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Archive for the tag “apartheid”

Racism and Race Relations in South Africa

Earlier this morning someone asked a question on Quora, which I found interesting, and thought it worth trying to answer. I’ve posted the question here, but have expanded my answer a bit, because I think it is an important issue, amnd it has been bothering me recently.

How has the race relations in South Africa been? And how is it now? And where does it seem like it’s heading? Are there any pressing issues not covered in the general media?

Steve Hayes
Steve Hayes, former Senior editor and junior lecturer at University of South Africa (1986-1999)

And here’s my answer, modified and expanded for this blog post.

You can click this link to Quora to see my original answer.

After the first democratic elections in 1994 race relations improved, as the ANC sought to establish its goal of a democratic non-racial society. White people who had been taught to despise and fear black people discovered that the sky did not fall if they socialised with black people. One saw black and white children playing in the streets, or socialising in malls, which would have been unthinkable in the apartheid time. The importance of race gradually diminished in many people’s minds.

After about 2005, however, things changed again. There was a gradual increase in racial rhetoric, some of it imported from the USA. During apartheid race was seen to be very important, and after a drop between 1994 and 1999 it began to pick up again. Some white people, influenced by current thinking in the USA, began emphasising “whiteness” again, and promoted “whiteness studies”. They denigrated the ANC goal of non-racial democracy, and promoted racism while claiming to be anti-racist.

During the apartheid people white people were indoctrinated by the government with the idea that whiteness was the most important thing about them, and after 1994 many white people were being disabused of that notion. It therefore seemed very odd to me when people who called themselves “antiracist” began trying to resuscitate that decaying corpse. See here for more.

At about the same time, or soon afterwards, a different group gained control of the ANC, which had lost the vision of the struggle leaders, who were old and retiring from public life or had already died — people like Oliver and Adelaide Tambo , Walter and Albertina Sisulu, and Nelson Mandela. There was a new generation, led by Jacob Zuma, who were more interested in what their country could do for them than in what they could do for their country (to misquote J.F. Kennedy).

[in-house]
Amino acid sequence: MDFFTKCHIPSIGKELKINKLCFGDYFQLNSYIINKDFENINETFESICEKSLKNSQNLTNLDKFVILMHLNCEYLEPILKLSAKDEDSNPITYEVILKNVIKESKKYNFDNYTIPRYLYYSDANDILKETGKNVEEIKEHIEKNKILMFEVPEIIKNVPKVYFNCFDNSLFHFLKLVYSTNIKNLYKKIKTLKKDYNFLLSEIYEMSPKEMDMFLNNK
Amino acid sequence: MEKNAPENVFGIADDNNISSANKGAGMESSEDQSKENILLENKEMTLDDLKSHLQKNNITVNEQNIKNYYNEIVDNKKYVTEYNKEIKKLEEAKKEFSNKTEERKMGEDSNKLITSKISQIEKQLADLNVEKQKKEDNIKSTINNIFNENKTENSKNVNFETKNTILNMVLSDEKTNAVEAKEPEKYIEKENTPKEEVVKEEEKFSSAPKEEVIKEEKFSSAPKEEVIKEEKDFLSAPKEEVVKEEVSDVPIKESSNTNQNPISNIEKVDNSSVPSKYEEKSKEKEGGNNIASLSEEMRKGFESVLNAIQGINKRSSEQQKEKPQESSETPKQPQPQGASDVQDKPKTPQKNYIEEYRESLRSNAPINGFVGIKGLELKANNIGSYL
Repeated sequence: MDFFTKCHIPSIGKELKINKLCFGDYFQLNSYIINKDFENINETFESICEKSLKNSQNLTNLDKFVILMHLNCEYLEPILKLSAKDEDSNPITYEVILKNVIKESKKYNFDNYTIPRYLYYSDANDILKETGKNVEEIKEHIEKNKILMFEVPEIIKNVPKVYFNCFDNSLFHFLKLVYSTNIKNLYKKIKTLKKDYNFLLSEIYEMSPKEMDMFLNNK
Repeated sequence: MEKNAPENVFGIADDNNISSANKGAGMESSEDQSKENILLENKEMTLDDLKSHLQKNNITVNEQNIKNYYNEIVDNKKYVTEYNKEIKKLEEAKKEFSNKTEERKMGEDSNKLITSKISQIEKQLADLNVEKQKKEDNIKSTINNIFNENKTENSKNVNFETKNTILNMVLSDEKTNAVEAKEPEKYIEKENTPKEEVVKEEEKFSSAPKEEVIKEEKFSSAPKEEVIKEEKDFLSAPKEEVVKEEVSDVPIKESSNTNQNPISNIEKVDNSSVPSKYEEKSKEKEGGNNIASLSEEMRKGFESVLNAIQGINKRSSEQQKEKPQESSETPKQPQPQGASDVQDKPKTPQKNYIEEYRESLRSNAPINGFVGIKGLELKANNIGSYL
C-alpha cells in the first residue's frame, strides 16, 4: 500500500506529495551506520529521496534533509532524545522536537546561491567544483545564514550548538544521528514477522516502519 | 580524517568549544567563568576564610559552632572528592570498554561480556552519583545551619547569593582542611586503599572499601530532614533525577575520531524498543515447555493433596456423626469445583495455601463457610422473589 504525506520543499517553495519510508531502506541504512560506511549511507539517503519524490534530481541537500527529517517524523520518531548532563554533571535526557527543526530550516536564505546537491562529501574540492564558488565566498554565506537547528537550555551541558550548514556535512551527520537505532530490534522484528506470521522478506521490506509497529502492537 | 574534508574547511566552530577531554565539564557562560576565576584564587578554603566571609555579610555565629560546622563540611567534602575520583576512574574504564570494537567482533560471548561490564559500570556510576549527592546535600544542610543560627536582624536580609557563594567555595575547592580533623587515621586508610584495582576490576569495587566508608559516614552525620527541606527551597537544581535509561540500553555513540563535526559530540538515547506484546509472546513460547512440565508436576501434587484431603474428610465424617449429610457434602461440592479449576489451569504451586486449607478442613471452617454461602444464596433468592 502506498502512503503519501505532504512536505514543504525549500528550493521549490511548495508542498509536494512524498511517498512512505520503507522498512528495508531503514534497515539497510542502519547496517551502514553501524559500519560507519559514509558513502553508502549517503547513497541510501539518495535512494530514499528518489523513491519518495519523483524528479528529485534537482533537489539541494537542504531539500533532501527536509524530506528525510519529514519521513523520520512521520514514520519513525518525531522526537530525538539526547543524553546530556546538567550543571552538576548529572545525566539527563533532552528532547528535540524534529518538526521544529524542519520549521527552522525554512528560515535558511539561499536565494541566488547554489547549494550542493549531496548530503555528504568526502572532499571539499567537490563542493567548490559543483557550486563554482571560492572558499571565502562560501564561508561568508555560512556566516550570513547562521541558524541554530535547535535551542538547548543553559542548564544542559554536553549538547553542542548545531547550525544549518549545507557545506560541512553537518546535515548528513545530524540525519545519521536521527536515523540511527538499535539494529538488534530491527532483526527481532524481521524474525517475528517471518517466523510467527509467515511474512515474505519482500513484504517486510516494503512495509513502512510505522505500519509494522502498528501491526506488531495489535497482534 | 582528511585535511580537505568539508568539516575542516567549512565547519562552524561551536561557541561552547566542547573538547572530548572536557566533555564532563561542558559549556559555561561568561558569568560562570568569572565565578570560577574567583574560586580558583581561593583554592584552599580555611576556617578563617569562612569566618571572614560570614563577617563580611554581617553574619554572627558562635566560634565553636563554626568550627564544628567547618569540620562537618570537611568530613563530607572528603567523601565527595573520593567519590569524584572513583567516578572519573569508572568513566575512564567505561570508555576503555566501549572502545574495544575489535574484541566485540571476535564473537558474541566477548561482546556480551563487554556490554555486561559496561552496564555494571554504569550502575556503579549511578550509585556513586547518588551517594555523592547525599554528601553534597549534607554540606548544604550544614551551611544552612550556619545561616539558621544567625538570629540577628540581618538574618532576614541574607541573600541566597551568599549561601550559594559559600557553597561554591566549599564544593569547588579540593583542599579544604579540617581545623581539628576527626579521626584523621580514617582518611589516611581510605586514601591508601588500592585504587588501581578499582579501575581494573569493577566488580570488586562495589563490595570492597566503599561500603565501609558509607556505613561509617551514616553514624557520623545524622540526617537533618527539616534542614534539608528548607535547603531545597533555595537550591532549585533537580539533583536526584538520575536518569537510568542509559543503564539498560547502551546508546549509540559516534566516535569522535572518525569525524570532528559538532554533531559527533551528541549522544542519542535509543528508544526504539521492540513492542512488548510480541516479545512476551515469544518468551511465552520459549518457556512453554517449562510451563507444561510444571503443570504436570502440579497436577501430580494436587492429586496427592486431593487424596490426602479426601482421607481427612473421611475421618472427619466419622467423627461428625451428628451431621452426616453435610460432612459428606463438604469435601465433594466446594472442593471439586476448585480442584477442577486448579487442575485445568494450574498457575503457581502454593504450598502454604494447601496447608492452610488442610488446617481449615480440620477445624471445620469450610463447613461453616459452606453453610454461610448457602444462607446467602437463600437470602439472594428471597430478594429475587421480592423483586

They teamed up with some crooked businessmen, the Guptas, who hired a British public relations firm, Bell Pottinger, to promote their cause, and Bell Pottinger’s strategy was a massive campaign to increase racist rhetoric by promoting anti-white racist slogans on social media. They paid large numbers of people to propagate these racist messages with an effectiveness that the Nat propagandists of the 1950s probably never even dreamed of.

Right-wing white organisations like Afriforum have run similar racist propaganda campaigns to promote the narrative of white victimhood, with stories of “white genocide” which they promote all over the world. Again, the theme of “whiteness” comes to the fore. When a farmer is murdered in an armed robbery, it is the whiteness of the farmer that is the most important thing in the message. Whiteness is everything. The obsession with whiteness is like a dog returning to its vomit.

And then there is this op-ed piece by Mondli Makhanya in last Sunday’s City Press, about how black people too are becoming Obsessed with Whiteness.

Along with this, we’ve been exposed to a lot of talk about “white privilege”, though I’m not sure what the point of it is. The place where we associate most with white people is a thing called TGIF, which happens early on Friday mornings. Someone speaks about a topic for 45 minutes, there are 15 minutes for questions and discussion, and it’s over by 7:30 so people have time to get to work. We enjoy it because we usually find the talks stimulating and its a way of being exposed to different ideas in one’s retirement. But quite a lot of the talks have been about “white privilege”.

I suppose I first became aware of white privilege at the age of 7, when the Nats came to power and apartheid was nothing more than an election promise that had yet to be implemented. My father, a chemist, got a new job in Germiston, which entailed a move. We had sold our house in Westville, near Durban, and so my mother and I spent two months at a hotel at Ingogo, about midway between, until we could find somewhere to live. As a result, I missed two months of School. I was in Standard 1 (Grade 3). The hotel was run by a cousin of my father’s, and their daughter Gillian was 8. I don’t know why she wasn’t at school, but we wandered the countryside and fished in the river. There is more about that in another blog post here.

On a few occasions Gillian and I visited a farm school held in a rusty corrugated iron church about a mile from the hotel. All the kids were black, and were probably children of farm labourers. The teacher welcomed us, but she was teaching several different classes in the same room. She asked questions, and my cousin and I were first with the answers.Why? White privilege.